Probing mechanotransduction in living cells by optical tweezers and FRET-based molecular force microscopy
LENS - European Laboratory for Non-Linear Spectroscopy, University of Florence, Via Nello Carrara 1, 50019, Sesto Fiorentino, Italy
2 Department of Physics and Astronomy, University of Florence, Via Sansone 1, 50019, Sesto Fiorentino, Italy
3 Department of Physics, University of Cyprus, P.O. Box 20537, 1678, Nicosia, Cyprus
Accepted: 24 February 2021
Published online: 12 March 2021
Cells sense mechanical signals and forces to probe the external environment and adapt to tissue morphogenesis, external mechanical stresses and a wide range of diverse mechanical cues. Here, we propose a combination of optical tools to manipulate single cells and measure the propagation of mechanical and biochemical signals inside them. Optical tweezers are used to trap microbeads that are used as handles to manipulate the cell plasma membrane; genetically encoded FRET-based force sensors inserted in F-actin and alpha-actinin are used to measure the propagation of mechanical signals to the cell cytoskeleton, while fluorescence microscopy with single-molecule sensitivity can be used with a huge array of biochemical and genetic sensors. We describe the details of the setup implementation, the calibration of the basic components and preliminary characterization of actin and alpha-actinin FRET-based force sensors.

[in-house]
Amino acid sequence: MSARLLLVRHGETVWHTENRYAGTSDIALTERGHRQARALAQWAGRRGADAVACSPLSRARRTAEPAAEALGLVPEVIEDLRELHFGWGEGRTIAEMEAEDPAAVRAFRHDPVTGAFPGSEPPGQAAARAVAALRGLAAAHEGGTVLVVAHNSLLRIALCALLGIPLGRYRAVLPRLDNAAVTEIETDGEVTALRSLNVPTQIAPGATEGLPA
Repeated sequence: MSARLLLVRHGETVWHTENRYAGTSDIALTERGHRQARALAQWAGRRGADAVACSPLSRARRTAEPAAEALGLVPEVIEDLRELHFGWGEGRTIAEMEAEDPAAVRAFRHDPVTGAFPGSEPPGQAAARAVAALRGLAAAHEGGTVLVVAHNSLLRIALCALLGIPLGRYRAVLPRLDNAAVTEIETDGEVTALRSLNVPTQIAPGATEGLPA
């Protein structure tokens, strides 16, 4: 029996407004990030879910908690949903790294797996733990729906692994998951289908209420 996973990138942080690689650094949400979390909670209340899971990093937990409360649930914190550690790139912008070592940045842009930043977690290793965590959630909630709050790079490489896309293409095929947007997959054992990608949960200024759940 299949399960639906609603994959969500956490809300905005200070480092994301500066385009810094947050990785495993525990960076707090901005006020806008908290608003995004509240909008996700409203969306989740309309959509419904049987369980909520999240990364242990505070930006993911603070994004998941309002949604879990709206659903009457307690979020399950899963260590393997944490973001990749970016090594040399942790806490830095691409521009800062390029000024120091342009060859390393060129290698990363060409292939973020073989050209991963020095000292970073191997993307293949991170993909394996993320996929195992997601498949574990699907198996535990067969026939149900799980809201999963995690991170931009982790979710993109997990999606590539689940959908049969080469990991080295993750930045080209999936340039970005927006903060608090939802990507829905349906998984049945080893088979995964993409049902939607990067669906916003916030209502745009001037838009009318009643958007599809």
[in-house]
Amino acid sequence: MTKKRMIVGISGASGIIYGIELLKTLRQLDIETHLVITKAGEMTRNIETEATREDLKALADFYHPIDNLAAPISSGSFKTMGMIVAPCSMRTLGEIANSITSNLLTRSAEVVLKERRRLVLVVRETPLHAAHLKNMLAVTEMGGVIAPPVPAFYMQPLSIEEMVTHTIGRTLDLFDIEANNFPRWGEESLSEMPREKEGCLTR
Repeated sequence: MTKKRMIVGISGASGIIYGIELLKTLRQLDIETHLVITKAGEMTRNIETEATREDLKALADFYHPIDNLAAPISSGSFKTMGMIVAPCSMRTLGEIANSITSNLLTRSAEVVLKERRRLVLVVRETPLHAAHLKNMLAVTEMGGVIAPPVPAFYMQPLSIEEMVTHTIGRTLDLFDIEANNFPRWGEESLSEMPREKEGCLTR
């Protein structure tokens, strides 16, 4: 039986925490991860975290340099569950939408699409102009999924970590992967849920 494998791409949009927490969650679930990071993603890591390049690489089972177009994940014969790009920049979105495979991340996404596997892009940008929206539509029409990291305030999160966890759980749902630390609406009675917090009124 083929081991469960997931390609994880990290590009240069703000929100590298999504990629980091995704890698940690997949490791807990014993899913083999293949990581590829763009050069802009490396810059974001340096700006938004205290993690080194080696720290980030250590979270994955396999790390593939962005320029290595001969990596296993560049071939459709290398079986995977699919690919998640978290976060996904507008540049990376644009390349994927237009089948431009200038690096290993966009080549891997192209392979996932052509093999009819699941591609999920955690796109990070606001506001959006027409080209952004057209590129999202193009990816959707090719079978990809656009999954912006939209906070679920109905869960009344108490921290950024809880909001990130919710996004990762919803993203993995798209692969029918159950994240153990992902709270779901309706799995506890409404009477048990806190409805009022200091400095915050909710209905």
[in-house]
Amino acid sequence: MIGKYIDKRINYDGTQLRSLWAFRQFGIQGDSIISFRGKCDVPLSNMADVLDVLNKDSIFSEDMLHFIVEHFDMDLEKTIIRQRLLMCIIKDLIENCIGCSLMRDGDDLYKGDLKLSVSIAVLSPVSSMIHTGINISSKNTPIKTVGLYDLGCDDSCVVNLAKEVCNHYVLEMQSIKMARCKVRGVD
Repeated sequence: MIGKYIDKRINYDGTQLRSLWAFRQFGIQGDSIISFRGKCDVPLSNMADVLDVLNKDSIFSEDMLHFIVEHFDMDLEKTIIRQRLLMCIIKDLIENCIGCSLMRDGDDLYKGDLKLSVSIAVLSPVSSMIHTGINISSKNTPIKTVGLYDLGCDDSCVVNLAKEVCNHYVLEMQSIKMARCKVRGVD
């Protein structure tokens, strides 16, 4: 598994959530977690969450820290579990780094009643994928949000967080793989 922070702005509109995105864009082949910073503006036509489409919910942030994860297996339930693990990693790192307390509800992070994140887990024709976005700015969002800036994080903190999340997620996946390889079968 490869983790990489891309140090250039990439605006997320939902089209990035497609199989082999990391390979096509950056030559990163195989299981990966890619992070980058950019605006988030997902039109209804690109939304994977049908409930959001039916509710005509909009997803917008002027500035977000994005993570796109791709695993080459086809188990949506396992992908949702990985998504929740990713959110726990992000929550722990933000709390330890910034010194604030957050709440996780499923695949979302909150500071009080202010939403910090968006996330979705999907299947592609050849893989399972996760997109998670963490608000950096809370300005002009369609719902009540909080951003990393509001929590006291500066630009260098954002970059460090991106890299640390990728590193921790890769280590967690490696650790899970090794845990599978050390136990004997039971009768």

© The Author(s) 2021
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